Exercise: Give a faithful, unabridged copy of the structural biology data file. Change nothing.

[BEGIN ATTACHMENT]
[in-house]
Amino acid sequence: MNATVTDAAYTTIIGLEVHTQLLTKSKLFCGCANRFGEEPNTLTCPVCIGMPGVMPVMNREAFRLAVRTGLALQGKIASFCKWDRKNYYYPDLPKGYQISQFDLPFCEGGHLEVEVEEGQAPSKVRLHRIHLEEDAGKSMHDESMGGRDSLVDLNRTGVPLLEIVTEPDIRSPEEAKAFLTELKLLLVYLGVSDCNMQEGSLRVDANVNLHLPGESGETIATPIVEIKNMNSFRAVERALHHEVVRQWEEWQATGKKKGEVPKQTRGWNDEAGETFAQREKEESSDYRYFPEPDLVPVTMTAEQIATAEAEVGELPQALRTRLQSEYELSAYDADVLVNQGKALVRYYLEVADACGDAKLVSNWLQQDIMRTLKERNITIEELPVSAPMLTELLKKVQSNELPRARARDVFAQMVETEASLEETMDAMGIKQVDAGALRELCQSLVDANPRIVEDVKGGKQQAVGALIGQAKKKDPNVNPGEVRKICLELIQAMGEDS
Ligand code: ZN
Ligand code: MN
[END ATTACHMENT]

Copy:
[in-house]
Amino acid sequence: MNATVTDAAYTTIIGLEVHTQLLTKSKLFCGCANRFGEEPNTLTCPVCIGMPGVMPVMNREAFRLAVRTGLALQGKIASFCKWDRKNYYYPDLPKGYQISQFDLPFCEGGHLEVEVEEGQAPSKVRLHRIHLEEDAGKSMHDESMGGRDSLVDLNRTGVPLLEIVTEPDIRSPEEAKAFLTELKLLLVYLGVSDCNMQEGSLRVDANVNLHLPGESGETIATPIVEIKNMNSFRAVERALHHEVVRQWEEWQATGKKKGEVPKQTRGWNDEAGETFAQREKEESSDYRYFPEPDLVPVTMTAEQIATAEAEVGELPQALRTRLQSEYELSAYDADVLVNQGKALVRYYLEVADACGDAKLVSNWLQQDIMRTLKERNITIEELPVSAPMLTELLKKVQSNELPRARARDVFAQMVETEASLEETMDAMGIKQVDAGALRELCQSLVDANPRIVEDVKGGKQQAVGALIGQAKKKDPNVNPGEVRKICLELIQAMGEDS
Ligand code: ZN
Ligand code: MN